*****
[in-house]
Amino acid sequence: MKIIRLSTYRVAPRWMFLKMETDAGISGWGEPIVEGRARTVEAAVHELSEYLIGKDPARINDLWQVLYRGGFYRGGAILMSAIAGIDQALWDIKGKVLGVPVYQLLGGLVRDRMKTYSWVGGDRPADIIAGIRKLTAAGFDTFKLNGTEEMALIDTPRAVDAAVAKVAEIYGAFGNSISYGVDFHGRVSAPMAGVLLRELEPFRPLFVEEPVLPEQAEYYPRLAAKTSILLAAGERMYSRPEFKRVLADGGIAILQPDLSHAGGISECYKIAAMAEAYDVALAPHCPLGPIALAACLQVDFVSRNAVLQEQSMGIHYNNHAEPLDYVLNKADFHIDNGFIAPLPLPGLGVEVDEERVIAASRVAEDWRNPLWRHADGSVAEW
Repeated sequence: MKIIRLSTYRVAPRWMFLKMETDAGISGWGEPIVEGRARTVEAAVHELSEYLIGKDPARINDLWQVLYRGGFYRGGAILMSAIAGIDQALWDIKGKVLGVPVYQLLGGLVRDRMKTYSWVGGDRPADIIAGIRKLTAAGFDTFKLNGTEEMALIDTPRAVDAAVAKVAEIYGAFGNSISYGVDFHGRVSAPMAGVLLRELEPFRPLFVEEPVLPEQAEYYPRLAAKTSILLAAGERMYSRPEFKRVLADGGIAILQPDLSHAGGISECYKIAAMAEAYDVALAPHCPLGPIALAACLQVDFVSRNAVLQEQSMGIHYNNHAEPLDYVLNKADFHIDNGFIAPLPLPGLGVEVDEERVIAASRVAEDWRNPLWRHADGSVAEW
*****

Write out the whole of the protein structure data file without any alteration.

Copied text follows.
[in-house]
Amino acid sequence: MKIIRLSTYRVAPRWMFLKMETDAGISGWGEPIVEGRARTVEAAVHELSEYLIGKDPARINDLWQVLYRGGFYRGGAILMSAIAGIDQALWDIKGKVLGVPVYQLLGGLVRDRMKTYSWVGGDRPADIIAGIRKLTAAGFDTFKLNGTEEMALIDTPRAVDAAVAKVAEIYGAFGNSISYGVDFHGRVSAPMAGVLLRELEPFRPLFVEEPVLPEQAEYYPRLAAKTSILLAAGERMYSRPEFKRVLADGGIAILQPDLSHAGGISECYKIAAMAEAYDVALAPHCPLGPIALAACLQVDFVSRNAVLQEQSMGIHYNNHAEPLDYVLNKADFHIDNGFIAPLPLPGLGVEVDEERVIAASRVAEDWRNPLWRHADGSVAEW
Repeated sequence: MKIIRLSTYRVAPRWMFLKMETDAGISGWGEPIVEGRARTVEAAVHELSEYLIGKDPARINDLWQVLYRGGFYRGGAILMSAIAGIDQALWDIKGKVLGVPVYQLLGGLVRDRMKTYSWVGGDRPADIIAGIRKLTAAGFDTFKLNGTEEMALIDTPRAVDAAVAKVAEIYGAFGNSISYGVDFHGRVSAPMAGVLLRELEPFRPLFVEEPVLPEQAEYYPRLAAKTSILLAAGERMYSRPEFKRVLADGGIAILQPDLSHAGGISECYKIAAMAEAYDVALAPHCPLGPIALAACLQVDFVSRNAVLQEQSMGIHYNNHAEPLDYVLNKADFHIDNGFIAPLPLPGLGVEVDEERVIAASRVAEDWRNPLWRHADGSVAEW